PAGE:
Well-known Aylsham shopkeeper and sportsman Bryan Bush has died aged 75.
Bryan was a popular figure through running the family butcher’s and fish and chip shops in Red Lion Street, and from playing football, darts, tennis, squash and golf.
His younger brother Mike said the family had been warmed by tributes to Bryan which reflected his character as a “private but popular man, who was a gentleman, well-liked and had a lovely personality.”
A funeral service for Bryan is being held at St Michael’s parish church on Friday March 18 at 3pm.
Bryan was born on February 8 1947 in a maternity home in West Norfolk, where he and his mother Joy were marooned for a while due to deep snow. He returned to the family residence at 24 Red Lion Street, which was to be his home for his entire life.
He went to St Michael’s Primary School and was one of the first intake at the new Aylsham Secondary Modern in the late 1950s. He also sang in the church choir and did bell ringing as a child and was a patrol leader for 1st Aylsham Scouts where he enjoyed camping trips in the UK and abroad.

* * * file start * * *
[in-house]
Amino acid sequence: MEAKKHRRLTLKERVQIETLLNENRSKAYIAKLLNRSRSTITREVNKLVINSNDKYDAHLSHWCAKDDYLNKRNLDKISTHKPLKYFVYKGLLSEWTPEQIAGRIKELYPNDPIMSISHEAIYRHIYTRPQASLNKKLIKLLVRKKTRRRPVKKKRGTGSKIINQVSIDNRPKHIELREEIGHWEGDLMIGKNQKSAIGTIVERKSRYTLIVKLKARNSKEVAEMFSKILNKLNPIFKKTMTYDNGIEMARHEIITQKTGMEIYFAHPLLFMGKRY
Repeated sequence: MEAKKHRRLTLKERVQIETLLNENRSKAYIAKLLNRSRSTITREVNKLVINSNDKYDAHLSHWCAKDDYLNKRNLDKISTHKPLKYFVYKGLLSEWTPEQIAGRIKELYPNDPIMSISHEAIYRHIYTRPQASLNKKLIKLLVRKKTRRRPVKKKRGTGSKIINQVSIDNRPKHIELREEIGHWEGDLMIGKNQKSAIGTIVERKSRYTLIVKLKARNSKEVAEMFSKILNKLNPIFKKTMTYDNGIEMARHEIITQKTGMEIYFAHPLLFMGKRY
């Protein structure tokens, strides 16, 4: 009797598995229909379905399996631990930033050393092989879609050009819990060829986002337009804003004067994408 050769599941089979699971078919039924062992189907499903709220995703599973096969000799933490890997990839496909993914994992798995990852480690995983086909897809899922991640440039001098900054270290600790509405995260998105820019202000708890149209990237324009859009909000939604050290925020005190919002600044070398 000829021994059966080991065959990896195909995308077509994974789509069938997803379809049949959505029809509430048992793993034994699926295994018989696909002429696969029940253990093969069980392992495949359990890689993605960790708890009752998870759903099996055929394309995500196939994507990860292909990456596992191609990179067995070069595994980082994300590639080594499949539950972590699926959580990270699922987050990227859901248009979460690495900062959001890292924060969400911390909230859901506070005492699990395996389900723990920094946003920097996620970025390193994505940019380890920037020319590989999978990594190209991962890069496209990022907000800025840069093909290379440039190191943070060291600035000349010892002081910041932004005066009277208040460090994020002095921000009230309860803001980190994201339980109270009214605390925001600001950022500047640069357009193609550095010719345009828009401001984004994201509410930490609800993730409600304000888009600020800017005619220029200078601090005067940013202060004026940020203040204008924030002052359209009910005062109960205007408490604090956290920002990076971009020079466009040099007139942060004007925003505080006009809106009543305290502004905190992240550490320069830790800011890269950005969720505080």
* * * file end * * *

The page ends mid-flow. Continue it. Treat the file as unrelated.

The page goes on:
Before joining the family business he trained with R S Bakers butchery business, which included making motorbike journeys to Dereham, with newspapers stuffed inside his waterproofs to keep him warm.
Bryan took over the family business in 1988, mostly working in the butcher’s shop but also helping in the chippy on Saturday nights.
He never married and when he wasn’t working he enjoyed playing sport, including football for Aylsham Sunday, where he was proud to reach a cup final at Carrow Road, playing right back.
Bryan retired in 2016, and enjoyed watching the St Giles cricket team on the recreation ground and supporting the town football club at Youngs Park where his nephew Tom, Mike’s son, plays.
He was keen and skilled golfer, getting down to a single figure handicap at Royal Cromer, where he had been a member since 1980. Bryan was committed to practice and had a daily ritual of either swinging his club on the lawn or putting indoors.
Bryan also played tennis and squash locally, captained the darts teams at the Red Lion, Stonemasons and Unicorn, enjoying a pint and chalking up trophies and successes, and was still throwing arrows on his 75th birthday two weeks before his death.
He died in the Norfolk and Norwich University Hospital on February 22, after a sudden recurrence of cancer, which he had suffered from twice before.